Khamenei Adviser Says Iran Will Not Tolerate 'Takfiri Terrorists' At Northern Border | Iran International

Khamenei Adviser Says Iran Will Not Tolerate 'Takfiri Terrorists' At Northern Border

A senior adviser to Iranian Supreme Leader Ali Khamenei has warned that Iran will not allow “takfiri terrorists” near its northern border. But in a sign of Tehran’s struggle for balance in the Armenia-Azerbaijan conflict over Nagorno-Karabakh, Ali Akbar Velayati stressed that Armenian forces should “evacuate seven cities” they had occupied.

In an interview published in the Tuesday October 6 edition of Kayhan, a newspaper funded by the leader’s office, Velayati, Khamenei’s Senior Adviser for international affairs, claimed that “Armenians” had “occupied some seven cities in the southern part of the Republic of Azerbaijan.” It was unclear if Velayati was referring to the Republic of Armenia’s army or to other Armenians, armed or not, in disputed Nagorno-Karabakh, which has been ruled de facto by Armenians since the collapse of the Soviet Union.

When Kayhan asked Velayati about reports that “Takfiri terrorists,” or Sunni militants, particularly from Syria with Turkish support, had joined the conflict in support of Azerbaijan, Velayati said he hoped this was untrue. “Otherwise those who have instigated this should be held accountable,” he said.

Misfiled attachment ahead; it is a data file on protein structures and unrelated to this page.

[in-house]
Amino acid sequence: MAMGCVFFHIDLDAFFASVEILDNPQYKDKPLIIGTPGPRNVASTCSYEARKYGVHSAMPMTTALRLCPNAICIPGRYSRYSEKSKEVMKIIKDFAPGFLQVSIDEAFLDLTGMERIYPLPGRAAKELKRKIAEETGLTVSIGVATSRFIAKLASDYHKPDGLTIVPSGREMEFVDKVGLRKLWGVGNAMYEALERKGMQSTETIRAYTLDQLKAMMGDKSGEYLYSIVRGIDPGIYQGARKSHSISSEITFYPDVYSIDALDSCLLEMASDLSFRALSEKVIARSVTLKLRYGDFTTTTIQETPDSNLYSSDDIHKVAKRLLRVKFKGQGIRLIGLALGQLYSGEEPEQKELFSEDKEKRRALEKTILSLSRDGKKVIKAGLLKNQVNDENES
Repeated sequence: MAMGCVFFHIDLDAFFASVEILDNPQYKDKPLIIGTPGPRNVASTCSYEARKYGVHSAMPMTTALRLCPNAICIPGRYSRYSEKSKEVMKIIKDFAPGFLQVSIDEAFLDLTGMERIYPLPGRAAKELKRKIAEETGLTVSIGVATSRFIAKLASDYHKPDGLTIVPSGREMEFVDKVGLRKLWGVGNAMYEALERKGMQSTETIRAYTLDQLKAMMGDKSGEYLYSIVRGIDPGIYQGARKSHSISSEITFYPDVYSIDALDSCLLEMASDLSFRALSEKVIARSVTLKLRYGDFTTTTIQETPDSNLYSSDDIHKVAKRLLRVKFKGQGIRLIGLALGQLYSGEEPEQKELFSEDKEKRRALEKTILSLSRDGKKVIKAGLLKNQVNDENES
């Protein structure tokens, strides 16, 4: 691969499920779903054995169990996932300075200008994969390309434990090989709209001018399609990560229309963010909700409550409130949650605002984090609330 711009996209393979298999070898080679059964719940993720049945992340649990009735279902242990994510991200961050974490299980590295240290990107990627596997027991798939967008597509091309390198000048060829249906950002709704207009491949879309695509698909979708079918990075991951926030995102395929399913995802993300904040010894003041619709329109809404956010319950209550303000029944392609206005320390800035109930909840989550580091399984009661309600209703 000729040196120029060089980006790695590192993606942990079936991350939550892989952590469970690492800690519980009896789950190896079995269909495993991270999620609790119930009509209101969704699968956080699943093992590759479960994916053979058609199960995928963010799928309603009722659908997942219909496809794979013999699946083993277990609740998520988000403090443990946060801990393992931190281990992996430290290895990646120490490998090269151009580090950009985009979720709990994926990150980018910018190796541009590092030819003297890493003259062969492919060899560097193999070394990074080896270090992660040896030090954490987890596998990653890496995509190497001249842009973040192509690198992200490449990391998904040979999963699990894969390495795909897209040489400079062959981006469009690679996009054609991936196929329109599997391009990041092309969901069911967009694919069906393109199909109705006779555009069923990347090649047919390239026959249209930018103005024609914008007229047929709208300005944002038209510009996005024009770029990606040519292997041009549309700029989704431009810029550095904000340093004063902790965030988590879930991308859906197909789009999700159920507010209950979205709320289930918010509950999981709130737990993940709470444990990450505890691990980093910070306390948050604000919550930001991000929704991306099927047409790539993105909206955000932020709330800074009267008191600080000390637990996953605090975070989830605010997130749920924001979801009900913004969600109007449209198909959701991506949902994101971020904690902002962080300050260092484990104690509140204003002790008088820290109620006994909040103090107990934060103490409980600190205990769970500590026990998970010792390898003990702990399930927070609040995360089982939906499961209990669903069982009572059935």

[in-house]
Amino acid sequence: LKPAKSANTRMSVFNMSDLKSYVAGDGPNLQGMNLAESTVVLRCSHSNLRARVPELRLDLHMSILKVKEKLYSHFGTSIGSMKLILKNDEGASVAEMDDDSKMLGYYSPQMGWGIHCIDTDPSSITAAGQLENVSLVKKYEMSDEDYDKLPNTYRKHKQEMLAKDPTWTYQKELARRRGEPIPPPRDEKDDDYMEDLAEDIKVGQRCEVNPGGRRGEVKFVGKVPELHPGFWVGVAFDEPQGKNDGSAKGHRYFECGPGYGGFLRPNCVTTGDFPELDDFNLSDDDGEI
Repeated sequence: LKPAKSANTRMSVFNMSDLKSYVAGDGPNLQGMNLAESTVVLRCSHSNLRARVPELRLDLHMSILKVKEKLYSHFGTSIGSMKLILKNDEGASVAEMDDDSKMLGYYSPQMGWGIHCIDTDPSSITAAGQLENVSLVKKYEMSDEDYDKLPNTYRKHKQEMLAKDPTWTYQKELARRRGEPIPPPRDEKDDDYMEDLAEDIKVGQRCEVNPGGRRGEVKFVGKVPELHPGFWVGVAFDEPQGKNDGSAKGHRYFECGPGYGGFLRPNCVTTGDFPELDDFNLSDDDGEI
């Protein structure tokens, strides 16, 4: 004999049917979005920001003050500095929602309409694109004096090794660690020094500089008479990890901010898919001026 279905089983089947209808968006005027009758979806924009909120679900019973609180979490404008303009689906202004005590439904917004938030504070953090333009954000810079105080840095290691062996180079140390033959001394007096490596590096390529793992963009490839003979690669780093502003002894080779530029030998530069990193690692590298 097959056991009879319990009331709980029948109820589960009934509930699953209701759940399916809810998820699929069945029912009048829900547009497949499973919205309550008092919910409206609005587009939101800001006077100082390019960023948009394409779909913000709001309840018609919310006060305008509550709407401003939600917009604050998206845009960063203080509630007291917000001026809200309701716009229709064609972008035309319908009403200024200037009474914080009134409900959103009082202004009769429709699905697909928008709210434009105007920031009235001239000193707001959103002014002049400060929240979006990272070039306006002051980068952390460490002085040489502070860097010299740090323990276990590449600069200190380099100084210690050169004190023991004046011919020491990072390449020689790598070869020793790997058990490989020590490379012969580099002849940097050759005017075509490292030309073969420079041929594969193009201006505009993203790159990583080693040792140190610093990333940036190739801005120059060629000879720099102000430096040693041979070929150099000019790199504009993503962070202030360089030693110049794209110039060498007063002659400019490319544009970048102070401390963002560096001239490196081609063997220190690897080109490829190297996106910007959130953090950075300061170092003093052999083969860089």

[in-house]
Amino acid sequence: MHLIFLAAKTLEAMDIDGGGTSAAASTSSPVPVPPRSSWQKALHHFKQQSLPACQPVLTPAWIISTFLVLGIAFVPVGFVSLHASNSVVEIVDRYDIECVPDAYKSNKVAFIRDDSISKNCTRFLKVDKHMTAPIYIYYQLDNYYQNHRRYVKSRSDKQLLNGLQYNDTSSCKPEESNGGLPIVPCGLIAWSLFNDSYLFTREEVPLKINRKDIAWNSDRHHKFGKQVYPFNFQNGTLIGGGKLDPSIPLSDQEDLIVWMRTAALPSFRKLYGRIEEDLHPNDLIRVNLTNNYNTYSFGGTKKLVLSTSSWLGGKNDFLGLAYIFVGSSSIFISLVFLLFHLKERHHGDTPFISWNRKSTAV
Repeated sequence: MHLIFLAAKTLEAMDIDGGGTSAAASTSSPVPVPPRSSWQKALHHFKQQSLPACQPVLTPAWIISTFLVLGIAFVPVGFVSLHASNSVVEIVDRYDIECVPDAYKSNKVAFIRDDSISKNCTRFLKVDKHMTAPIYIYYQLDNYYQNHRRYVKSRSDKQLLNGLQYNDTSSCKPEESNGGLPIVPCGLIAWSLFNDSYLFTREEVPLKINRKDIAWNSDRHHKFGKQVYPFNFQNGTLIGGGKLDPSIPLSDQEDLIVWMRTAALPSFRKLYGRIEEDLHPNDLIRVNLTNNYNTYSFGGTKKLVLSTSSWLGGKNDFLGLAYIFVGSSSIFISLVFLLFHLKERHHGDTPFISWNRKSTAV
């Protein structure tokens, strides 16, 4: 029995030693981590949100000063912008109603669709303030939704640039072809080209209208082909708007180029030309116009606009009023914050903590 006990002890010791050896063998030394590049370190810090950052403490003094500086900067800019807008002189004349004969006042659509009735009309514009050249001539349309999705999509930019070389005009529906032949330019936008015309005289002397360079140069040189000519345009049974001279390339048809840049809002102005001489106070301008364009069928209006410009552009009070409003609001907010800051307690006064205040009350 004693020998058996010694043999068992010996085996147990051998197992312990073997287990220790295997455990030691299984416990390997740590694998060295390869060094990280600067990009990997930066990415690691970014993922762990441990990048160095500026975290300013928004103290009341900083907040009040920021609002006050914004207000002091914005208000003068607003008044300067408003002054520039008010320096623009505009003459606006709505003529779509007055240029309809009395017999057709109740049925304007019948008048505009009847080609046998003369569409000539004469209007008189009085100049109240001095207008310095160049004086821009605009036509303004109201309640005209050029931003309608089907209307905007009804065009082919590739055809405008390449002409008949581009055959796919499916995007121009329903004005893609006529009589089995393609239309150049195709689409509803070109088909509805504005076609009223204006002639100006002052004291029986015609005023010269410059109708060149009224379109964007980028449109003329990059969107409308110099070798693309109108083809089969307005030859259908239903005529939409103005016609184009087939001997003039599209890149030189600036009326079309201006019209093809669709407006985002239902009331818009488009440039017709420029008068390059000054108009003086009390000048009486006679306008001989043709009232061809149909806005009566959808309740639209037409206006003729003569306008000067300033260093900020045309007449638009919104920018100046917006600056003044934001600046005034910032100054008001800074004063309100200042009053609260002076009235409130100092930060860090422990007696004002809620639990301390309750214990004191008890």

Velayati stressed that Tehran would strongly defend its borders and would not accept that “terrorists who are being used by America and Israel be based near our borders.”

But Velayati added that “over one million Azeris” had been displaced – a reference to fighting in the early 1990s after the collapse of the Soviet Union. He drew a comparison to the displacement of the Palestinians, saying Iran supported both peoples returning to their homes.

Velayati’s remarks are probably aimed at appeasing pro-Azerbaijan sentiments among Iran’s estimated 15 million Azeris.  During the past week, there have been major pro-Azerbaijan demonstrations in Iran’s four ethnic Azeri-inhabited north-west provinces as well as a smaller gathering in Tehran. Support has also come from clerics, including representatives of Khamenei, for fellow Muslims in Azerbaijan against Christian Armenia.

Despite religious ties to Azerbaijan, Iran has traditionally leaned towards Armenia. After the current conflict flared up on Sunday September 27, Tehran moved quickly to scotch reports that Russian supplies were going to Yerevan though Iran. 

Velayati reiterated Iran’s official position of respecting both countries’ territorial integrity, noting that Karabakh was an old issue that Iran had always argued should be settled though negotiations. “We are against any military action by any side because there is no military solution to this problem,” he said. “The losers of this war are the people, particularly now that attacks on residential areas have started.”

Velayati expressed disquiet over both Israel, whom he said was warmongering in the region, and Turkey: “Why Turkey is insisting on continuing the war? If Turkey can, it should try to stop the war.” Velayati also criticized France for intervention: “We will not allow other countries to threaten the security of Iran’s northern parts.”

As the situation to Iran’s north has heated up, some Iranians on social media have been showing fervent nationalist sentiments, claiming that 17 cities in Azerbaijan, Armenia, and Georgia all belong to Iran and should be returned. Iran lost those cities after war with Russia in the early 19th century led to the 1828 Treaty of Torkmanchay, subsequently regarded by many nationalists as a capitulation.

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